The modern guitar market is an incredibly diverse place.
Along with the many brands that clone (and copy) a small number of classic designs there are plenty more operations, large and small, offering something a little different. And talking of different, while a non-cutaway electric with a 14-fret neck and a price veering close to £4k might seem niche, that’s exactly the premise of B&G’s original Israeli-made Little Sister.
Thankfully, to cater for us poverty- stricken wannabe blues and roots players, B&G now offers a Chinese-made version – in both non-cutaway and cutaway styles – aptly named the Crossroads. And, if you do actually reach past the 12th fret, B&G’s latest model, the Step Sister, offers all the build quality, style and mojo of the original Little Sister, but with a neck that joins the body at the 16th fret. So let’s take a look at the Step Sister.
Design and electronics
Lightweight, comfortable and unique certainly encapsulates the style here. The guitar has a Gibson-style scale length and a cutaway outline that might have originated from a parlour style but remains very close to a slab-bodied first series Gibson Les Paul Junior or Special.
The bridge sits lower on the Step Sister sits at approximately 188mm. Aside from the thin (5mm) maple top, the rest of the Step Sister’s body is a single piece of mahogany, which almost feels semi hollow due to the overall lighter weight. The top appears to be bound, but it’s simply the natural edge of the maple (an idea, of course, popularised by Paul Reed Smith), which is mildly grained with a hint of a fairly deep flame as you move the top in the light.
This classicism continues with the one-piece of quartersawn mahogany for the neck, topped with a lightish brown pau ferro fingerboard comprising slightly flecked white pearloid dots, a 305mm radius and small-widthed but relatively high frets. The finish in nitrocellulose will appeal to the vintage-minded - it’s not too flat or shiny, which adds to the handmade vibe.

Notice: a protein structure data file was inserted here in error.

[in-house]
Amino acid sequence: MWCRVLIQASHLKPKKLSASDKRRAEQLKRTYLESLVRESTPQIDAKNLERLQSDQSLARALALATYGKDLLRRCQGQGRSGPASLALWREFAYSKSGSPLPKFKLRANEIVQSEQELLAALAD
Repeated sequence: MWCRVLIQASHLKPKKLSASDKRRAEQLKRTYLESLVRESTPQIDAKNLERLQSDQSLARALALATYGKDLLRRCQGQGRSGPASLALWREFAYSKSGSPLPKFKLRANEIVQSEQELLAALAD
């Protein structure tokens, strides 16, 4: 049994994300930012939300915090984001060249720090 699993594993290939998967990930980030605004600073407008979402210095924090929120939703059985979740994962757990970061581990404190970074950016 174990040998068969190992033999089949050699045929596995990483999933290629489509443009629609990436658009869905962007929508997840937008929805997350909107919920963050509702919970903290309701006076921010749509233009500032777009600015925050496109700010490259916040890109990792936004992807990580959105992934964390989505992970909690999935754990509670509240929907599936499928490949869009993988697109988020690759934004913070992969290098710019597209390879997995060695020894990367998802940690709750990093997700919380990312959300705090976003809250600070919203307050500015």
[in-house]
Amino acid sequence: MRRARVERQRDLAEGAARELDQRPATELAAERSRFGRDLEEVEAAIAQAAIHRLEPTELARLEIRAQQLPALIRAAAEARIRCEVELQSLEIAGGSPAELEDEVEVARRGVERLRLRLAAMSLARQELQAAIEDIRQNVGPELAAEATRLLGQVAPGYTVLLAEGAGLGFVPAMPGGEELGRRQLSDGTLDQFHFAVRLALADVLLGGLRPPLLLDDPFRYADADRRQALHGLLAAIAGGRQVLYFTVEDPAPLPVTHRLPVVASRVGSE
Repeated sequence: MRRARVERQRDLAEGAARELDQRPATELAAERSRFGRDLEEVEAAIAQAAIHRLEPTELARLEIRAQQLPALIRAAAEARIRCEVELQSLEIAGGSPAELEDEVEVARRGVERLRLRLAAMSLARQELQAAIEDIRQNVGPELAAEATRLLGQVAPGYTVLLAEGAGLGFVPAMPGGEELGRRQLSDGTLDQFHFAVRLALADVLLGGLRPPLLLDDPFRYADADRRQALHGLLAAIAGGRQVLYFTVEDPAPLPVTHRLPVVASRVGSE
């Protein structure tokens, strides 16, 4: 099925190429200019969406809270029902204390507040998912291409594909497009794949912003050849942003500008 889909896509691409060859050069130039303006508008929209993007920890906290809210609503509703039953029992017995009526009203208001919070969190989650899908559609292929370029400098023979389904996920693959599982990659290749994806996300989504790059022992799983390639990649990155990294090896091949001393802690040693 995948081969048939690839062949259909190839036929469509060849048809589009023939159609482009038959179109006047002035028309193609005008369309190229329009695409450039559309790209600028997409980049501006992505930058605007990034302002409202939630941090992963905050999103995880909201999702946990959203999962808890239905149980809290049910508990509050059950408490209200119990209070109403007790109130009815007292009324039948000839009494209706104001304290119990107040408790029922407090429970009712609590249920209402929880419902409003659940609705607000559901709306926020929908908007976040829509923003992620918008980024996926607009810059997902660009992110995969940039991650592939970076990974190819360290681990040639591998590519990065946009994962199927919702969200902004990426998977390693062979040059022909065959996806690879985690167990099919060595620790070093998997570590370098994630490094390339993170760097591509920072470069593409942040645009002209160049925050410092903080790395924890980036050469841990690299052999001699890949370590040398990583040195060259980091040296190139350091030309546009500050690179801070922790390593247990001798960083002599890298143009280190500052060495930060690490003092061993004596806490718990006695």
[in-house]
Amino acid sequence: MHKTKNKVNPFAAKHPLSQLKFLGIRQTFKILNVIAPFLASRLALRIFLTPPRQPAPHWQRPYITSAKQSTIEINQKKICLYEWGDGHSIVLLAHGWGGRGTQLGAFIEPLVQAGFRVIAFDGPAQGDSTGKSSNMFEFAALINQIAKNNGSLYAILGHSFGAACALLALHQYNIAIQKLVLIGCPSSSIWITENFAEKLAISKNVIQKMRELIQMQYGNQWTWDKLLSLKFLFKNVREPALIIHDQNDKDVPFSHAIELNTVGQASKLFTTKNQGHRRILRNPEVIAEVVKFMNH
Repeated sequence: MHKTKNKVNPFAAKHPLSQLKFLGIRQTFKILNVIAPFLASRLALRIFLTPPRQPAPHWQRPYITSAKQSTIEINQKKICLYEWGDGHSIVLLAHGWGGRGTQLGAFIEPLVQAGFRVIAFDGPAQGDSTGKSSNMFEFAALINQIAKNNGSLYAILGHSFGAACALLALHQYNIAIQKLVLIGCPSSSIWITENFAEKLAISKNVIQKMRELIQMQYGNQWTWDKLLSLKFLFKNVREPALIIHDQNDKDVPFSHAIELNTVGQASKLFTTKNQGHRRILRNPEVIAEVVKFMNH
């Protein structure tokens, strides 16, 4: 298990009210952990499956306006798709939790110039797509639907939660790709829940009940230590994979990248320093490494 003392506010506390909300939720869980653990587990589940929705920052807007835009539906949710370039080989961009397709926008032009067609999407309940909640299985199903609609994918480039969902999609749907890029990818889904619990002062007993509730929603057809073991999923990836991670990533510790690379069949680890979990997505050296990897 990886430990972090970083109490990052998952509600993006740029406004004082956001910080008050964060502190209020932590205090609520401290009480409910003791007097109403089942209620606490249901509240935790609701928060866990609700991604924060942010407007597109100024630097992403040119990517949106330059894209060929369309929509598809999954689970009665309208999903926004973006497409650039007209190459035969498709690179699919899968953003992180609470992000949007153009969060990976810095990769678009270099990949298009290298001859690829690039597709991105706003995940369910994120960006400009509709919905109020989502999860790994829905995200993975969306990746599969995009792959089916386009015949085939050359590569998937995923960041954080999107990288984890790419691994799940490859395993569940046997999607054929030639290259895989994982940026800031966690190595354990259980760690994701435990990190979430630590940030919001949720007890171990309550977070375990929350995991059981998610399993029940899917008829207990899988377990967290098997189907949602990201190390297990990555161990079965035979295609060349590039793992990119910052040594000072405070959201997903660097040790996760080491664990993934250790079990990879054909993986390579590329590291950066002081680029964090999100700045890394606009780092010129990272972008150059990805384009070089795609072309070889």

There’s little modernism to the hardware not least the trapeze tailpiece with its raised model logo, while the tune-o-matic - both fabricated by B&G from brass - screws directly into the body.
And don’t expect anything fancy in the electronics - we get a pair of B&G Kikbuckers (a stacked coil humbucker design conceived by Yotam ‘Kiki’ Goldstein) in nickel-plated brass covers, a three-way toggle, master volume and master tone. Removing the nickel-plated control cover from the back shows off CTS 500k pots and B&G .022microfarad tone cap, all wired vintage-style. In fact, while it is a very vintage-style piece, it puts function at the forefront - with only the somewhat over-fancy metal jack plate being an unnecessary stylistic flourish.
Sounds and Feel
This neck has what B&G calls a ‘soft V profile’ that, with a contemporary comparison, is not a million miles away from PRS’s original ‘wide fat’ shape, sharing a similar depth, virtually identical nut width and string spacing that becomes subtly more flared as it meets the body. It’s a little more V’d along its length, which continues into the boat bow heel. The 14-fret Crossroads is similar, although it rounds out a little more; the heel is more rounded and the V is less pronounced (and even more ‘wide fat’, if we’re honest).